The 4 found most often are variations of the following -

1) The H & Co back mark. This is one of the oldest Haviland & Company marks dating to the late 1800's. Variations of the H & Co stamp are found and some date as early as the 1860's.

There are 2 marks on the back of Antique Haviland china - one represents the manufacturer and the other represents the decorator. If there is just one mark the china was sold as whiteware and usually decorated elsewhere. Sometimes there is also a mark representing the store the china was produced for.

2) The Haviland France back mark. This mark is the one most often found and dates to c.1894-1931. This was the period during which most Haviland china was sold. Again these marks are also found combined with store marks. Also the rarely found patterns that were named and identified by Haviland appear with these back marks.

3) The Theodore Haviland mark. This commonly found mark and its variations date from 1893 to the early 1900's. Theodore was the son of David Haviland. He dissolved his partnership with his brother and set up his own company. His pieces at first had only an impressed TH mark later to include the marks shown. These back marks also sometimes include store names. If a store ordered a certain amount of china the store name was included as part of the back mark. Sometimes an exclusive variation (a special border or gold trim) of a pattern was made for a particular store.

4) The Charles Field Haviland mark. Charles F Haviland was the nephew of David Haviland and opened his own company in the late 1800's in competition with his uncle's Haviland & Company. Later Charles joined with GDM ( Gerard, Dufraisseix and Morel). A back mark in combination with GDA is often found.

Arlene Schleiger divided her books into sections according to these manufacturers - Haviland & Company, Theodore Haviland, Charles F Haviland.

Continuing the process of Identifying Antique Haviland Limoges China - watch for future blogs.

A large collection of Antique Haviland Limoges China is available for purchase at Holly Lane Antiques.
(Click on the banner to visit Holly Lane Antiques Internet Store)

Tuesday, April 7, 2009

Baltimore Rose - A Favorite Antique Haviland Pattern -

One of the most collectible and favorites among the many hundreds of Antique Haviland Limoges Patterns is the pattern commonly known as Baltimore Rose. Haviland did not name this pattern Baltimore Rose. Haviland named very few of its patterns. Many have been named by dealers and collectors through the years, such as Baltimore Rose. This pattern has been identified by Arlene Schleiger with the Schleiger number 1151.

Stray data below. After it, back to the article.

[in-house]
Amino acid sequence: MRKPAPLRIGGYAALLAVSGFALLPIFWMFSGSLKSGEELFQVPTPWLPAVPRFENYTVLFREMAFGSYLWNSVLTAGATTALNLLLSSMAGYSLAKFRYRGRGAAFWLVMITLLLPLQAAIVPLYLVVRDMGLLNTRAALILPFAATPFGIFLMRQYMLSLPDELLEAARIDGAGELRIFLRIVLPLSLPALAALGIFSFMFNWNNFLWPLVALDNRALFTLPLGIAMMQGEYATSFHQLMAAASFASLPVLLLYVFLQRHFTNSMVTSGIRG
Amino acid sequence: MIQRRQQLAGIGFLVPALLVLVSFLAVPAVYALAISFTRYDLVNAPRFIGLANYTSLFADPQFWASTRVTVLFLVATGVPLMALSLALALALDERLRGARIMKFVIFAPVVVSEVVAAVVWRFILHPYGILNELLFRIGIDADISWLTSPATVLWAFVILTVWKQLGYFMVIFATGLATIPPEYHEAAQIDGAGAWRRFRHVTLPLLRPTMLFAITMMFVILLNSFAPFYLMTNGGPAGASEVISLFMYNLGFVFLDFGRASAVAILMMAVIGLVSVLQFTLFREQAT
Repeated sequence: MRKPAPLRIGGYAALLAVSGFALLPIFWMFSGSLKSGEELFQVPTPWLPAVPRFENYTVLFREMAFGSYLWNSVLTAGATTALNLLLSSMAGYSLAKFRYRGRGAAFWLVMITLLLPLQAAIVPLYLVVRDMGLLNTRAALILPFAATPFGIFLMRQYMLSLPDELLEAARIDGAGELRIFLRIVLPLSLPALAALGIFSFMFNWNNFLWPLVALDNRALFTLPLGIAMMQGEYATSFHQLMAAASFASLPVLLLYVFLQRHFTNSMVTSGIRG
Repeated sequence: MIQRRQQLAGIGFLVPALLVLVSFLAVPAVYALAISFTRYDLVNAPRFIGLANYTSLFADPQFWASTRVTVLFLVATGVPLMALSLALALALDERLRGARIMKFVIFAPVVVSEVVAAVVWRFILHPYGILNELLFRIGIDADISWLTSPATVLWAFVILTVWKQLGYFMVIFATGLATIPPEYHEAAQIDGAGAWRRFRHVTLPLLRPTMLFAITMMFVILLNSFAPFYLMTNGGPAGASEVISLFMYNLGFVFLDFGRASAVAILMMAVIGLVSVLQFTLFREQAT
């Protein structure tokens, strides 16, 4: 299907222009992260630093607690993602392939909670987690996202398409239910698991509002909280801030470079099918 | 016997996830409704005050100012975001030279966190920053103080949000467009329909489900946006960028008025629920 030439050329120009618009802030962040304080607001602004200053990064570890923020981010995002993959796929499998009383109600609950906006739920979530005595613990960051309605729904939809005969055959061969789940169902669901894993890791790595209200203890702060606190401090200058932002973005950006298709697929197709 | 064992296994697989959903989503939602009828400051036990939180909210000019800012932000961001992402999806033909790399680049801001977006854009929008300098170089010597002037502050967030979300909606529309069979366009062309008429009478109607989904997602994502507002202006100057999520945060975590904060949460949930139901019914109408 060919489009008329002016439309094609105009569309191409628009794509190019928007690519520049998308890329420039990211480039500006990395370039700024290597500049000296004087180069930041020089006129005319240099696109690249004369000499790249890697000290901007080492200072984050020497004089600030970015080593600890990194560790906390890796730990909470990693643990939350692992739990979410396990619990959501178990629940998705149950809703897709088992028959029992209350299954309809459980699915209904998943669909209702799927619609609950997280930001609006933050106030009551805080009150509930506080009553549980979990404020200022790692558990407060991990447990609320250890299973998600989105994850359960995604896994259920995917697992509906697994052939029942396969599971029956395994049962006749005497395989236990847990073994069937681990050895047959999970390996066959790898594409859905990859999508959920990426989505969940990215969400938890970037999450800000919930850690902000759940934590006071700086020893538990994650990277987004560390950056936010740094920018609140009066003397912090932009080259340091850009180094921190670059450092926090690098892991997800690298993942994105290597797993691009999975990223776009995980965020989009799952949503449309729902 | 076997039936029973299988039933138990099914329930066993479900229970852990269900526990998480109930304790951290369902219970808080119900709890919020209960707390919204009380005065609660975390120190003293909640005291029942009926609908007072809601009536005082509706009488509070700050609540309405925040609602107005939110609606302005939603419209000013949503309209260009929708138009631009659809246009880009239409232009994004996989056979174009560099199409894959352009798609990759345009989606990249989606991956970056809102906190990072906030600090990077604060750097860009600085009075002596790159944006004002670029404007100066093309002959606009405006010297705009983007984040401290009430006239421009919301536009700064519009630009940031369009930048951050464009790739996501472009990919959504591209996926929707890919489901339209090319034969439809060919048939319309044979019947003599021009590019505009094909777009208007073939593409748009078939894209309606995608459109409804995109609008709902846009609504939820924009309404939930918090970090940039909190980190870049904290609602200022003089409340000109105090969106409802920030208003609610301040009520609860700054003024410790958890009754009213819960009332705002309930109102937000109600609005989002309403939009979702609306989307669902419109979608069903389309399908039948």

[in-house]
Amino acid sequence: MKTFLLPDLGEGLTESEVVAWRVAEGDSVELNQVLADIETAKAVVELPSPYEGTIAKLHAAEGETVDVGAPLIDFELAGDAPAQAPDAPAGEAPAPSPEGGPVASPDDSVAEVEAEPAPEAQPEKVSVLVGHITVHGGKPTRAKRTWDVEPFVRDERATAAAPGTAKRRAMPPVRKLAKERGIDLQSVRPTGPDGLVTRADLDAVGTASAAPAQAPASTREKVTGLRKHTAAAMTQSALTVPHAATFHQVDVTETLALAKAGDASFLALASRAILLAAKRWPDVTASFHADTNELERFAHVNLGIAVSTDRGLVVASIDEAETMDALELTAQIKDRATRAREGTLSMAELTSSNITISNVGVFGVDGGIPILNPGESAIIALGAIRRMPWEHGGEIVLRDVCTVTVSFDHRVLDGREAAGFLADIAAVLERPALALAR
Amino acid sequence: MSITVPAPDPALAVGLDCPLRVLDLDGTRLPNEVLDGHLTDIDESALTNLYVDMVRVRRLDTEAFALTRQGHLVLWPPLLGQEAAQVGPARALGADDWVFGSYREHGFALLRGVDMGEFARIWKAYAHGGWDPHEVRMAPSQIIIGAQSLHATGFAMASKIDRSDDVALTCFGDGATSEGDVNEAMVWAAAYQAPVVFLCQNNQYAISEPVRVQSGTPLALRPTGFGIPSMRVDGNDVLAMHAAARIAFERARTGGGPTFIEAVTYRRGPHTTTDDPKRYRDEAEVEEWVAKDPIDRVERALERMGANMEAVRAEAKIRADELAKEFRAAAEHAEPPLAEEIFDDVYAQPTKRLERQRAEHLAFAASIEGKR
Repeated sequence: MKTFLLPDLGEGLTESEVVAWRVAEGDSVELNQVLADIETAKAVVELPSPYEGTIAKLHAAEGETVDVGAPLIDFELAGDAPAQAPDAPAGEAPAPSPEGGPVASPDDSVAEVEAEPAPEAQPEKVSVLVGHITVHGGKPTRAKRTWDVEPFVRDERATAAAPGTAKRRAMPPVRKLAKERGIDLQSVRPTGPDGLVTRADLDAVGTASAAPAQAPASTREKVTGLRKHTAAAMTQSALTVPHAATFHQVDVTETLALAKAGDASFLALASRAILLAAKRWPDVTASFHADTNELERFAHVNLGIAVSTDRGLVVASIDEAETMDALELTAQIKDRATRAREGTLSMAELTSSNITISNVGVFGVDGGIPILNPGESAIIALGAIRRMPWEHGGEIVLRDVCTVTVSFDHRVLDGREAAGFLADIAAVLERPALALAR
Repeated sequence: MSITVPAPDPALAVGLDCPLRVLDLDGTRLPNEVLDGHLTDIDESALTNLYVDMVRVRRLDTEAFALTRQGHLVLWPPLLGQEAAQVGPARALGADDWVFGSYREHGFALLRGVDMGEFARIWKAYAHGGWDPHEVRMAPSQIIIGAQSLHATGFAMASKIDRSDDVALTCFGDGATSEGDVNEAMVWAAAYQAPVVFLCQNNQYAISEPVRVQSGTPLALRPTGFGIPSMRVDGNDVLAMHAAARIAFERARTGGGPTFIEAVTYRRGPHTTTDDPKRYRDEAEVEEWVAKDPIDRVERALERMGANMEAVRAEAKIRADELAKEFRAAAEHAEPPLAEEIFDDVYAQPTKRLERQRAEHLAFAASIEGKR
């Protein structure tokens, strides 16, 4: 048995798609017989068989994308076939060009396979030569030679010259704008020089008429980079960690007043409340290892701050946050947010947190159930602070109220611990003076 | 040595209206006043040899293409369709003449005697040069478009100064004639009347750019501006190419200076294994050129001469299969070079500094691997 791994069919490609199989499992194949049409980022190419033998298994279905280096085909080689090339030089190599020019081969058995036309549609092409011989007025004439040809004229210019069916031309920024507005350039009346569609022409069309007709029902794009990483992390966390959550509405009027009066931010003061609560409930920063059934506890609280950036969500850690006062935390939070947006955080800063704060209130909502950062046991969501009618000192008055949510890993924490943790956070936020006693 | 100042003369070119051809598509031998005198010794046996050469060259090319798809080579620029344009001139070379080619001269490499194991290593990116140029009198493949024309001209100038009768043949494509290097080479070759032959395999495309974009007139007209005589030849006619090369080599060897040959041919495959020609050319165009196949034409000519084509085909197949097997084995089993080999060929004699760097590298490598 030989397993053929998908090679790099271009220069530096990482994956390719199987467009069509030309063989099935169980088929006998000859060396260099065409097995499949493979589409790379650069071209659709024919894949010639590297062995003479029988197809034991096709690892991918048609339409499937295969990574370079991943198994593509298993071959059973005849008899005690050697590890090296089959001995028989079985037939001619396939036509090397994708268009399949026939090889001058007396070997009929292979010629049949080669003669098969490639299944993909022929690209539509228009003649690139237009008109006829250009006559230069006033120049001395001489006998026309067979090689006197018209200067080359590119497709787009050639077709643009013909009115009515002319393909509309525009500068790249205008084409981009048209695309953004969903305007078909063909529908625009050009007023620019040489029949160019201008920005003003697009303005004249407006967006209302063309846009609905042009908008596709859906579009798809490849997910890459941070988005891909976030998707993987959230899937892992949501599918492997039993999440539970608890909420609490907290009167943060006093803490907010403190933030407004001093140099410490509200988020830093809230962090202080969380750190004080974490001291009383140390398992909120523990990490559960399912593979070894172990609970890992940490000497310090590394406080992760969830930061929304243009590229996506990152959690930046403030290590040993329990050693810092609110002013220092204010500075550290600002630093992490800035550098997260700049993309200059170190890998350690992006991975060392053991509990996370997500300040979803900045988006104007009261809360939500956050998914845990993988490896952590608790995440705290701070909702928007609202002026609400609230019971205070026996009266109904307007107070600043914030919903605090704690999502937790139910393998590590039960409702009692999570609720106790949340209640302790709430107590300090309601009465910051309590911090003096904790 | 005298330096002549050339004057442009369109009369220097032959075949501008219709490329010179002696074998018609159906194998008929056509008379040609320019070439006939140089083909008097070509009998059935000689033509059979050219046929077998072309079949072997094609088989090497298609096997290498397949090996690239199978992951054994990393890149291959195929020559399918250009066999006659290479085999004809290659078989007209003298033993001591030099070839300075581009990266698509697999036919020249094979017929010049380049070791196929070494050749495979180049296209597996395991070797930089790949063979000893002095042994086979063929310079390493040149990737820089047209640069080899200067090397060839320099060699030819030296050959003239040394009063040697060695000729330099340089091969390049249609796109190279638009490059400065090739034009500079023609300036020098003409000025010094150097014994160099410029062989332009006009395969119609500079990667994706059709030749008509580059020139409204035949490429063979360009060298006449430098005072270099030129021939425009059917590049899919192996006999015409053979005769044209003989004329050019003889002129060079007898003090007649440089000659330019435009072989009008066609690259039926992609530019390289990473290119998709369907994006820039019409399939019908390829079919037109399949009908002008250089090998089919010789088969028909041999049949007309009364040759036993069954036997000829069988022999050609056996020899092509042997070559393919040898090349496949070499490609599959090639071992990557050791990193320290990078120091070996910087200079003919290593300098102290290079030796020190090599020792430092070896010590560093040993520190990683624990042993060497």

Baltimore Rose is a gorgeous pattern featuring a spray of six roses hanging down into the center. These roses can be found in variations of all pink, pink and white, and pink and yellow - appearing on a variety of blanks and gold trims. Perhaps it is so favored due to the unique placement of the spray of roses - not common in most Antique Haviland Limoges Patterns.

Baltimore Rose Is Stunning!

Many pieces of Antique Haviland Limoges Baltimore Rose are available for purchase at Holly Lane Antiques.

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Sunday, April 5, 2009

Identifying Antique Haviland Limoges Patterns - I -

There is nothing quite like Antique Haviland Limoges China with its delicate nature and charming floral patterns. There are hundreds of patterns most with many variations of color or blank which makes identifying the pattern quite difficult.

Often times the patterns are so similar and on the same blank they appear to be the same. Look closely at the two cups and saucers pictured.

Arlene Schleiger wrote 5 books identifying many of the Antique Haviland Limoges Patterns. Her work has been continued by her daughter in law Dona Schleiger who wrote the sixth book in the series.

Arlene states in the forward of the first book - Two Hundred Patterns of Haviland China Book I - published in 1950 -